Yahoo to Share 13.5 Terabytes of User Data With Universities
The dataset drills deep into the details of 110 billion interactions by 20 million users.
Yahoo announced what it calls the largest-ever public release of a machine learning dataset, some 13.5 terabytes worth of user interactions on the news feeds of assets such as Yahoo News, Sports, Finance, Movies, and Real Estate. But digital marketers shouldn't get too excited just yet. For now, Yahoo is offering the huge data dump only to the academic research community (like MIT's Computer Science and Aritificial Intelligence Lab, pictured above).
"Many academic researchers and data scientists don't have access to truly large-scale datasets because it is traditionally a privilege reserved for large companies," said Suju Rajan, director of research, Yahoo Labs, in press release. "We are releasing this dataset for independent researchers because we value open and collaborative relationships with our academic colleagues, and are always looking to advance the state-of-the-art in machine learning and recommender systems."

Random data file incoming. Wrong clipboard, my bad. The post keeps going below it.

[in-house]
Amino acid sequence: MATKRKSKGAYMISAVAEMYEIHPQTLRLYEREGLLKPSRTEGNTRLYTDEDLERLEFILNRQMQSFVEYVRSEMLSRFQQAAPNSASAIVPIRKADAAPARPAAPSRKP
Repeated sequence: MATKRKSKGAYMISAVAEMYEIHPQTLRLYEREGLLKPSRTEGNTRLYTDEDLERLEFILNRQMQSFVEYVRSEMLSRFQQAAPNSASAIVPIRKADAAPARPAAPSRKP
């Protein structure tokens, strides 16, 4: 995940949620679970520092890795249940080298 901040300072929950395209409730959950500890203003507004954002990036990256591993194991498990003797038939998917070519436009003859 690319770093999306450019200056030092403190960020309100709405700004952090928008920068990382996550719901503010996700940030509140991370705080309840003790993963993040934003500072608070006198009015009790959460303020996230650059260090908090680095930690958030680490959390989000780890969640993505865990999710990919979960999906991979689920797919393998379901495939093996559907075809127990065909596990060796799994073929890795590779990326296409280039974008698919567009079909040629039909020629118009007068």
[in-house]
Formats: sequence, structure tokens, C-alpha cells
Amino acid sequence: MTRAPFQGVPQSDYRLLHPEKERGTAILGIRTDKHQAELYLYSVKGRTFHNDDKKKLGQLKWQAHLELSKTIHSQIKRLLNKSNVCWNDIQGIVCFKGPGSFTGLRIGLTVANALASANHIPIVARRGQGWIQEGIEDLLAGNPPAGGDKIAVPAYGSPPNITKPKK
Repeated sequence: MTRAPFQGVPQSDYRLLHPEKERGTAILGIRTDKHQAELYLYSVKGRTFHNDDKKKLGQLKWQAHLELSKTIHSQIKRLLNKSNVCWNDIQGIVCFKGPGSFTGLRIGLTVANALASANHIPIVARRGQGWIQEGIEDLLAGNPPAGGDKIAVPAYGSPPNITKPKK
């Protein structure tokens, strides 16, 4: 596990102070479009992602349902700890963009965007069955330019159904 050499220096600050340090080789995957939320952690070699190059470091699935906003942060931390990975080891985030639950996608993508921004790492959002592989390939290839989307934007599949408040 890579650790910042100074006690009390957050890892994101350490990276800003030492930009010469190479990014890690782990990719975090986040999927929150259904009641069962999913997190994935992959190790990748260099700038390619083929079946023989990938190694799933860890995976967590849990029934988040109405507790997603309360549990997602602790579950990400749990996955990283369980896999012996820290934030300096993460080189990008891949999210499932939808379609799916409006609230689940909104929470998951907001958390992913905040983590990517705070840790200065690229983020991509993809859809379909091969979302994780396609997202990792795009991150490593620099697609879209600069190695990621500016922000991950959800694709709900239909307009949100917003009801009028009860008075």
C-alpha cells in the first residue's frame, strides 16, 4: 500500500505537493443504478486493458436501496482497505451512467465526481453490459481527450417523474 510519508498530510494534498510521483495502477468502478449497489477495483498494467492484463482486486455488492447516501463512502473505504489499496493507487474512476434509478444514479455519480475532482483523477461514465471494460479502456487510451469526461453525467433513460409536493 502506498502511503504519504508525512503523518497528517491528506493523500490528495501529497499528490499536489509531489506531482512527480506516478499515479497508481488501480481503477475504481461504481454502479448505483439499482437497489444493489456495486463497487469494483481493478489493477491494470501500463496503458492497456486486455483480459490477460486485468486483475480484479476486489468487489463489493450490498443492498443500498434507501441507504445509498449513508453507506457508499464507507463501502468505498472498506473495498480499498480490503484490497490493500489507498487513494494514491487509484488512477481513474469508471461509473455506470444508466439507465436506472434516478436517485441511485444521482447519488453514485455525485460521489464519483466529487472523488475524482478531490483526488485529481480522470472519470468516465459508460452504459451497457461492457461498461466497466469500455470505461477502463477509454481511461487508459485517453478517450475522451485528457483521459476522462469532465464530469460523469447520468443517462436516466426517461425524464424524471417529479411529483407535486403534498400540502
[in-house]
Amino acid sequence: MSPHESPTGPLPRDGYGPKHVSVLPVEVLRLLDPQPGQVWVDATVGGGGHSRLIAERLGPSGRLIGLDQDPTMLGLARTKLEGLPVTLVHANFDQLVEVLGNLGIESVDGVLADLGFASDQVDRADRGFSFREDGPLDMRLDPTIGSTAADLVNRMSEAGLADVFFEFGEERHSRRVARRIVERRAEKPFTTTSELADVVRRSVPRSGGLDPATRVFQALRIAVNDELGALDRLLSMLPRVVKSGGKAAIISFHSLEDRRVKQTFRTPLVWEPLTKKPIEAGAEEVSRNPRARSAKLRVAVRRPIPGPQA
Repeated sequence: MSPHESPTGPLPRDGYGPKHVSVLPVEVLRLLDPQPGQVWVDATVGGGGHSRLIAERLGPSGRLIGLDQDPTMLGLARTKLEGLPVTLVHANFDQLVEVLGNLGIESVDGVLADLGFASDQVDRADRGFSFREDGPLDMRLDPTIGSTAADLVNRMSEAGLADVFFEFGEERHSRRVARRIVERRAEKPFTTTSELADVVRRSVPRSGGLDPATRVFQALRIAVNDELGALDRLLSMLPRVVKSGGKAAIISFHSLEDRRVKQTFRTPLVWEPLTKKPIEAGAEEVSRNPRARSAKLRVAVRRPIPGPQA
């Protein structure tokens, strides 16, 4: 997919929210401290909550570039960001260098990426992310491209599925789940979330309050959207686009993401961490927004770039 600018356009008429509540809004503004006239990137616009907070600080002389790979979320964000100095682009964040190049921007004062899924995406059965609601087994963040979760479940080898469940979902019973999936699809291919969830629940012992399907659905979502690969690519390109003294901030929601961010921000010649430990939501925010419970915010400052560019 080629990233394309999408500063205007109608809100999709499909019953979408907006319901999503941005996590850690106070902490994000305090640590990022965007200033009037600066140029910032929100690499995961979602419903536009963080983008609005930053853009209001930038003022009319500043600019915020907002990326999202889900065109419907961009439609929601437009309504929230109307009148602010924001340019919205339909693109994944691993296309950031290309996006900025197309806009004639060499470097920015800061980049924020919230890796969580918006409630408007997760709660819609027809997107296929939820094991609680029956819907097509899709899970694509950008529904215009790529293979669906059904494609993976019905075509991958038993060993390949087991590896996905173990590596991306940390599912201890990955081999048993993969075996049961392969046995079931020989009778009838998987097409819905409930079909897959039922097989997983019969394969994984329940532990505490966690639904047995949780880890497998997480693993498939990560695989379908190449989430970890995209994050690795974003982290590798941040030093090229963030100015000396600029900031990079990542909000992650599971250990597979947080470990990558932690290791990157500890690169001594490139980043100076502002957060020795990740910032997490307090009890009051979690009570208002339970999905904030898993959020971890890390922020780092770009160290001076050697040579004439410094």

The data consists of details on 20 million users and 110 billion events occurring between February and May 2015. Information such as age, gender, and region for a subset of the anonymous users is provided. On the item side, the title, summary, and key phrases of the news articles in question are also included. Events are time-stamped and contain some information about the types of devices used for access.
"The release of this large Yahoo News Feed dataset will be a tremendous asset for the academic research community, and for us at UMass particularly, given our major research activities in natural language processing, information retrieval, databases and computational social science," said Andrew McCallum, director of UMass's Center for Data Scientist.
Whether and when the embattled Yahoo will share such treasured data with commercial enterprises remains to be seen.